On October 15, electronic test solutions company Tektronix announced it was being acquired by multi-national firm Danaher (News - Alert). Just over a month later, on November 21, the deal (valued at approximately $2.8 billion) officially closed with Tektronix becoming part of Danaher’s electronic test group.
When the deal was first announced, some in the test and monitoring industry were concerned that Danaher’s acquisition of Tektronix (News - Alert) would herald the end of an era; that Tektronix (in operation as a public firm since the 1960s) would disappear, absorbed by its new parent company.
“That's just not true,” said Rich McBee, senior vice president and general manager at Tektronix’s communications business division, during a conversation with TMCnet. “Tektronix will continue to serve the same customers, focusing on delivering products and solving their needs.”
McBee explained that Danaher, a multi-national company with six operating groups and a total of 60 operating companies in its fold, will keep the Tektronix brand intact, operating the company as a wholly-owned subsidiary. The biggest change is that Tektronix is no longer a public company.
“All the investor relations matters will be handled by Danaher, which is a New York Stock Exchange listed company,” McBee told TMCnet.
This frees Tektronix to focus on its core competencies: delivering test, measurement and monitoring solutions and services to the computer, consumer electronics and education industries.
McBee said the acquisition by Danaher brings two key advantages to Tektronix. One is the incorporation of Danaher Business Systems, a series of tools and best practices shared across the firm’s 60 operating companies to enhance operational excellence.
The other thing Danaher brings to the table is a significant amount of acquisition capacity. In fact, acquisitions is one of Danaher’s key growth strategies. McBee explained that Danaher completes a number of acquisitions each year, buying high-quality companies that enhance its existing operations. This strategy and capacity will enable Tektronix to continue growing not only organically but by acquiring new technologies as well.
“Danaher’s large market capitalization will allow Tektronix to execute its strategy faster through acquisitions,” McBee said. “We fully expect them to add companies to the Tektronix operating company.”
The acquisition strategy has allowed Danaher to build a solid portfolio of companies in its electronic test group. McBee said that, while there is virtually no overlap between companies in this group, operating companies have been picked thoughtfully to complement one another.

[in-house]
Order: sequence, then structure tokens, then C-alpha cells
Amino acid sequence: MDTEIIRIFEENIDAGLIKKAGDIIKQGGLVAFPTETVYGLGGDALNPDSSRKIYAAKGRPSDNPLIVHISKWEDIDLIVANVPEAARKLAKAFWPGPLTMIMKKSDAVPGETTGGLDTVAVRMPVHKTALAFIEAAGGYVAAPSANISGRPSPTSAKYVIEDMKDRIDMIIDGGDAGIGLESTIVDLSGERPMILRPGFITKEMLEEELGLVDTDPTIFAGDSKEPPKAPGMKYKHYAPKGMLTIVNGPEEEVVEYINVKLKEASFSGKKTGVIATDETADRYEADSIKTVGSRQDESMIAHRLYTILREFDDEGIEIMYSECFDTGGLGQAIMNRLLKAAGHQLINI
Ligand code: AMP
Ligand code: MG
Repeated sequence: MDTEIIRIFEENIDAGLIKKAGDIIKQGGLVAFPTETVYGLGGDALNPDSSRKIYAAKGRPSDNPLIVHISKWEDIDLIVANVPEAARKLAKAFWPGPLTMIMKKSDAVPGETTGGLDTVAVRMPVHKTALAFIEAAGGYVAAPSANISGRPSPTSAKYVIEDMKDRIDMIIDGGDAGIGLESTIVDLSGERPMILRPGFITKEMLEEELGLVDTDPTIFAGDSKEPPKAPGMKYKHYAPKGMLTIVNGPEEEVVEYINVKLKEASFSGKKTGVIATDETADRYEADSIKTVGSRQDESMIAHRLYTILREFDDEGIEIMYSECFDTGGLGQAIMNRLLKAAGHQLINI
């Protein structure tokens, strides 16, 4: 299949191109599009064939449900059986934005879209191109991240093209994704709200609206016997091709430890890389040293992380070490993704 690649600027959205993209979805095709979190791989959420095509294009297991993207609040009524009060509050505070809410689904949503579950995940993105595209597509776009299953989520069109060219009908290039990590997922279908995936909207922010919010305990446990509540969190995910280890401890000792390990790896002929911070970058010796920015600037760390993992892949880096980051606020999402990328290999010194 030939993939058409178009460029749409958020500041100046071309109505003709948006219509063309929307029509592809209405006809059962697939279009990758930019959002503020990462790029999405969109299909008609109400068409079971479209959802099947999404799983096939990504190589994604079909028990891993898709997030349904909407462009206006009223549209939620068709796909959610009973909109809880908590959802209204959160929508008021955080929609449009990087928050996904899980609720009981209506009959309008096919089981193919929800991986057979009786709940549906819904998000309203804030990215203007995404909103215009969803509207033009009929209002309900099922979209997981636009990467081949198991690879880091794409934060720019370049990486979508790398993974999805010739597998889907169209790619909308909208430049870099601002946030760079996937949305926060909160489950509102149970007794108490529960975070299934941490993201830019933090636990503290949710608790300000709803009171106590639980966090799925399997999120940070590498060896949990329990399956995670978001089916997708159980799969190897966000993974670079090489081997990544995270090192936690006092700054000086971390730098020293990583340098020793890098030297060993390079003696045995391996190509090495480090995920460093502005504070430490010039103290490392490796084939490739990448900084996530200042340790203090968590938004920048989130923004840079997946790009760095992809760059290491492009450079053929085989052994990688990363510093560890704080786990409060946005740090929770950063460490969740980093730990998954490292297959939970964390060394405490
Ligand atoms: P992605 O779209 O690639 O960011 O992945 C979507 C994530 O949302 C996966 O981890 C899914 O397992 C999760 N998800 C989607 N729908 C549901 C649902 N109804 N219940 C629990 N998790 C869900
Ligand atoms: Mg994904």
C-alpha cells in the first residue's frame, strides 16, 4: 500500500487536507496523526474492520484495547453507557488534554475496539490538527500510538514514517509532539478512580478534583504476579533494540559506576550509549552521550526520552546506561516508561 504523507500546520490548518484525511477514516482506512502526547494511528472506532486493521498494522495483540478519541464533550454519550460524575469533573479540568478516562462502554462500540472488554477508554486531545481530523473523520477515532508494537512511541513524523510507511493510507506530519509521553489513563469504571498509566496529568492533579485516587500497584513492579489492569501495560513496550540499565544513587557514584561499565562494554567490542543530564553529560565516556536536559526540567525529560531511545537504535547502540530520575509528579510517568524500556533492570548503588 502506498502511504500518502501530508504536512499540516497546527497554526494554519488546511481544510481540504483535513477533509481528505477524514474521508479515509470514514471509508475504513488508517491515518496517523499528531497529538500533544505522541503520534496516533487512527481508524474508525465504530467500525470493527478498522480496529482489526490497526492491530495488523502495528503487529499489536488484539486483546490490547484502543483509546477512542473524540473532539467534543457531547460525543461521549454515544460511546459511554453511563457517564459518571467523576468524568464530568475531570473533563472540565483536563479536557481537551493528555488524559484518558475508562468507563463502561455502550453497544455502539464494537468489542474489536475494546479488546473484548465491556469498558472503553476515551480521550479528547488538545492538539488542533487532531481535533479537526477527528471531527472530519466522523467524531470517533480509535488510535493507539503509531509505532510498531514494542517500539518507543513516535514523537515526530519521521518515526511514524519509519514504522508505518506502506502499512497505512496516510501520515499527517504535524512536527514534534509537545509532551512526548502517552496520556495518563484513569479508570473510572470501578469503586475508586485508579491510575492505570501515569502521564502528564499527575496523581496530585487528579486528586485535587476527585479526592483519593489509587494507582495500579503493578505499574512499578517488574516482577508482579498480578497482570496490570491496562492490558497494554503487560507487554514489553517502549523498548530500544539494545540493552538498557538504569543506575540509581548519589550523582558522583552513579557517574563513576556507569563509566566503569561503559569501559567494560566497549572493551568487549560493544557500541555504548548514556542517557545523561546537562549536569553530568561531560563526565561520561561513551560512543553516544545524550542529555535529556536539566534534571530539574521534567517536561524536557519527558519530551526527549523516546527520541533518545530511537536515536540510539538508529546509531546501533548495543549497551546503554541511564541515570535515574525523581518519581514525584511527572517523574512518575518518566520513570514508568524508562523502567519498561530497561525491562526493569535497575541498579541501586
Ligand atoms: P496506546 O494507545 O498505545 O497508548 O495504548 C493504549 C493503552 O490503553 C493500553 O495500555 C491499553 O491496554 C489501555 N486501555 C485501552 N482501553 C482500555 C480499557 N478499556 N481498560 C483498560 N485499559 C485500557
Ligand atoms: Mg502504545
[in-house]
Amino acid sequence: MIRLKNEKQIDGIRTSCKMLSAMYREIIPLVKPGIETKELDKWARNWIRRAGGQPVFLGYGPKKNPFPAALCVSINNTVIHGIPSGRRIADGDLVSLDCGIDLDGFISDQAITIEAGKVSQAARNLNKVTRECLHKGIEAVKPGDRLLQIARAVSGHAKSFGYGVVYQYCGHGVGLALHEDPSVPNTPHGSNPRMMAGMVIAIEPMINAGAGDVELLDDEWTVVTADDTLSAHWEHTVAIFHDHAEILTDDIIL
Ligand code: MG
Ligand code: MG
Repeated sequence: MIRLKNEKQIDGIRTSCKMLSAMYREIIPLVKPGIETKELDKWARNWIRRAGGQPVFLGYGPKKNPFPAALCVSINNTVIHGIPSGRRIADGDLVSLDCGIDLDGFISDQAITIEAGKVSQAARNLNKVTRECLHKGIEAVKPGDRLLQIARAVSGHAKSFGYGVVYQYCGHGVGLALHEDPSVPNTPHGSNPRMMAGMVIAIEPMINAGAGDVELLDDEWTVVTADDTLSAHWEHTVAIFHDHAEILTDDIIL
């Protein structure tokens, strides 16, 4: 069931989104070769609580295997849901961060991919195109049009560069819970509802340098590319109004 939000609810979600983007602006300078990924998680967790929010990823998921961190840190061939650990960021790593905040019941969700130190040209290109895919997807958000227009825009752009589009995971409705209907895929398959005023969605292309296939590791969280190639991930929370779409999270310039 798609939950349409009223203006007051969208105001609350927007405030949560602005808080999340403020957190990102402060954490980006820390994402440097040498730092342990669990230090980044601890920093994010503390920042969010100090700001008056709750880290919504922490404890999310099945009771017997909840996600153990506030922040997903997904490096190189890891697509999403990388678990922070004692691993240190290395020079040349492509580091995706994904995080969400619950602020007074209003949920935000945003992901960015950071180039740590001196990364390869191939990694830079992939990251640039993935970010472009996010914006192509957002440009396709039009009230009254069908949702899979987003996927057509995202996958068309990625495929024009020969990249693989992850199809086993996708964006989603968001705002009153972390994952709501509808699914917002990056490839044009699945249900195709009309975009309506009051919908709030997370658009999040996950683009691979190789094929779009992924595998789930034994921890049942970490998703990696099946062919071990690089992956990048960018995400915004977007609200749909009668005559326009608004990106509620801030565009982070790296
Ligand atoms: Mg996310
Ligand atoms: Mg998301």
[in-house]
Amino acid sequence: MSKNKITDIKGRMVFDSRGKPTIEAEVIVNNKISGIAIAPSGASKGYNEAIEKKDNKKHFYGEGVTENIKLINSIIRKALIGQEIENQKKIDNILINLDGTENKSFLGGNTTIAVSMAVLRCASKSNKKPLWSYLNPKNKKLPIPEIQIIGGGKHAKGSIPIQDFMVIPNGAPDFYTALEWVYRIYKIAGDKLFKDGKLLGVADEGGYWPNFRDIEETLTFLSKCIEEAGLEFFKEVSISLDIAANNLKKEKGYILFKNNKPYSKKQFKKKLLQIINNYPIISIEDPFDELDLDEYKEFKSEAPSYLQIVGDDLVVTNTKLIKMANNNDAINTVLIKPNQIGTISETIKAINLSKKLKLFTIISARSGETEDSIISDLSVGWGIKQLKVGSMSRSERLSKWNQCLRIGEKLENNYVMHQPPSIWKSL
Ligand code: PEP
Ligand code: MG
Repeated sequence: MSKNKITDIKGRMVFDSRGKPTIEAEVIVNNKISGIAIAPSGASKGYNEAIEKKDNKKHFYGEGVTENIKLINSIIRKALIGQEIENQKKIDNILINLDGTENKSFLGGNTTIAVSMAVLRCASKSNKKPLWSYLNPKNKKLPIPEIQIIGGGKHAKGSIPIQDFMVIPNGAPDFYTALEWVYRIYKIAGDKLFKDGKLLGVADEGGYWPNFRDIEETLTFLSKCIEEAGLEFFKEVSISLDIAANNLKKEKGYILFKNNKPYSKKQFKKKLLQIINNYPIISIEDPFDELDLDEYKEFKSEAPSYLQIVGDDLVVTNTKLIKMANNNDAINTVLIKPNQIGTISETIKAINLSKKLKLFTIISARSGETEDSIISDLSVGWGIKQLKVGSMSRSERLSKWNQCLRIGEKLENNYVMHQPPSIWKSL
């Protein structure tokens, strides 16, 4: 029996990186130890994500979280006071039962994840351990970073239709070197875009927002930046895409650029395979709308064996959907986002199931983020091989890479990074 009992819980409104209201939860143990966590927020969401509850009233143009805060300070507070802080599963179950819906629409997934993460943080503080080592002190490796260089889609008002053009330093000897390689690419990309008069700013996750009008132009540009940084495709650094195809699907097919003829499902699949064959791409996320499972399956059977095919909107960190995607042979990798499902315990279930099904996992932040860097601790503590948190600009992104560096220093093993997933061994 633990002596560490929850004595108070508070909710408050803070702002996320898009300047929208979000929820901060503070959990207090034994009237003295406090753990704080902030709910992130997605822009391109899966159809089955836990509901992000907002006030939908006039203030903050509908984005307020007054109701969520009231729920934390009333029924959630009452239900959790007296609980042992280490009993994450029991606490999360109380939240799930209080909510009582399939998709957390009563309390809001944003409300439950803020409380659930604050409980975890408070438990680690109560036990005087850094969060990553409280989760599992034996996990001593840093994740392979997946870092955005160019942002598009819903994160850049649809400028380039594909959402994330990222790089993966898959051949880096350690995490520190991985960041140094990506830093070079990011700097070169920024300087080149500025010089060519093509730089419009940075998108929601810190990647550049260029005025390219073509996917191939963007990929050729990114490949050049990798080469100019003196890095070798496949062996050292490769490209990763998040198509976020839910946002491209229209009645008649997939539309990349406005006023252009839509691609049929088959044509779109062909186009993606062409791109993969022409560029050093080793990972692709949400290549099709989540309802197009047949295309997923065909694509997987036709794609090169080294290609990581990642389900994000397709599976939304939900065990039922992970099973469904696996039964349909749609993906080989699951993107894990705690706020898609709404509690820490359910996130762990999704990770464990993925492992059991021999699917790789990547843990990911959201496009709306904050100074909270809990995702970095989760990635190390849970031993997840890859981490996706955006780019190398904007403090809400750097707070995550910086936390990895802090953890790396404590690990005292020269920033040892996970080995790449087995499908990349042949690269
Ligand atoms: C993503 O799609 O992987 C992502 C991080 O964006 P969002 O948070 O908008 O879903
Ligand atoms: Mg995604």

One of the companies that is complementarily-aligned with Tektronix is Fluke, which makes handheld, battery-operated tools used by craftspeople and service technicians. Another company, Fluke Networks (News - Alert), focuses on handheld tools for the communications industry (the type of products used by technicians who install services in customer homes). Another small enterprise business offers IP
router monitoring products.
Tektronix, meanwhile, offers benchmark and performance-based instruments. By including the company in its test group, McBee said, Danaher is able to offer a complete, seamless line of solutions—from the technician’s belt to the lab to the service center depot to the deployment/monitoring of large communications networks.
All of this adds up to some pretty exciting opportunities for Tektronix.
“Tektronix will continue to move into adjacent markets,” McBee told TMCne. “But we won't get out of our core markets; you're not going to see us get out of test, measurement and monitoring solutions. We're excited about the opportunities going forward.”
To learn more about the solutions discussed in this article, please visit the VoIP Test Solutions channel on TMCnet.com, brought to you by Tektronix.
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Mae Kowalke is an associate editor for TMCnet, covering VoIP, CRM, call center and wireless technologies. To read more of Mae’s articles, please visit her columnist page. She also blogs for TMCnet here.